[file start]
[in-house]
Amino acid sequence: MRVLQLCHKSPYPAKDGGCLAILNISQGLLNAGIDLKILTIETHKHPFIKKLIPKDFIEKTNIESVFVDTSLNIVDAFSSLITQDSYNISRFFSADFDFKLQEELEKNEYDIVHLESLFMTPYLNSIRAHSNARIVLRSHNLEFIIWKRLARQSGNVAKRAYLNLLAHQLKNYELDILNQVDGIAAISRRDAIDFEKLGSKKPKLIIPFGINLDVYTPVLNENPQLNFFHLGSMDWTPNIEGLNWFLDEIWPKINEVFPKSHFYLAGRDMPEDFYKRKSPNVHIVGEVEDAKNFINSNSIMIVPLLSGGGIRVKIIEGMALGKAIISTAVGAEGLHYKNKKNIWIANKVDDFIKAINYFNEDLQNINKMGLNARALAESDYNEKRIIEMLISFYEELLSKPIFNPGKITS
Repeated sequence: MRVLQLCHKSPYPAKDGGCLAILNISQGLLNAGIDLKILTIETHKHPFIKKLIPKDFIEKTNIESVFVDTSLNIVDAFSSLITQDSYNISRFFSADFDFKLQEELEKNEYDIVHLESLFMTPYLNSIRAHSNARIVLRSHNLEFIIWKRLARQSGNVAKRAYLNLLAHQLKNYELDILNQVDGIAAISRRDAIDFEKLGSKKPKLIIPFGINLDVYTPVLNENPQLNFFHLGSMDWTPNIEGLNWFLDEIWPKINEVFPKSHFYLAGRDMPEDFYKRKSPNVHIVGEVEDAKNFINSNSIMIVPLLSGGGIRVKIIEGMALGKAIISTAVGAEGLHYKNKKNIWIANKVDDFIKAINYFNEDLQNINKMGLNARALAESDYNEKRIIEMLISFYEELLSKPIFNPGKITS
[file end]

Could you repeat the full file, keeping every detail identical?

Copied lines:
[in-house]
Amino acid sequence: MRVLQLCHKSPYPAKDGGCLAILNISQGLLNAGIDLKILTIETHKHPFIKKLIPKDFIEKTNIESVFVDTSLNIVDAFSSLITQDSYNISRFFSADFDFKLQEELEKNEYDIVHLESLFMTPYLNSIRAHSNARIVLRSHNLEFIIWKRLARQSGNVAKRAYLNLLAHQLKNYELDILNQVDGIAAISRRDAIDFEKLGSKKPKLIIPFGINLDVYTPVLNENPQLNFFHLGSMDWTPNIEGLNWFLDEIWPKINEVFPKSHFYLAGRDMPEDFYKRKSPNVHIVGEVEDAKNFINSNSIMIVPLLSGGGIRVKIIEGMALGKAIISTAVGAEGLHYKNKKNIWIANKVDDFIKAINYFNEDLQNINKMGLNARALAESDYNEKRIIEMLISFYEELLSKPIFNPGKITS
Repeated sequence: MRVLQLCHKSPYPAKDGGCLAILNISQGLLNAGIDLKILTIETHKHPFIKKLIPKDFIEKTNIESVFVDTSLNIVDAFSSLITQDSYNISRFFSADFDFKLQEELEKNEYDIVHLESLFMTPYLNSIRAHSNARIVLRSHNLEFIIWKRLARQSGNVAKRAYLNLLAHQLKNYELDILNQVDGIAAISRRDAIDFEKLGSKKPKLIIPFGINLDVYTPVLNENPQLNFFHLGSMDWTPNIEGLNWFLDEIWPKINEVFPKSHFYLAGRDMPEDFYKRKSPNVHIVGEVEDAKNFINSNSIMIVPLLSGGGIRVKIIEGMALGKAIISTAVGAEGLHYKNKKNIWIANKVDDFIKAINYFNEDLQNINKMGLNARALAESDYNEKRIIEMLISFYEELLSKPIFNPGKITS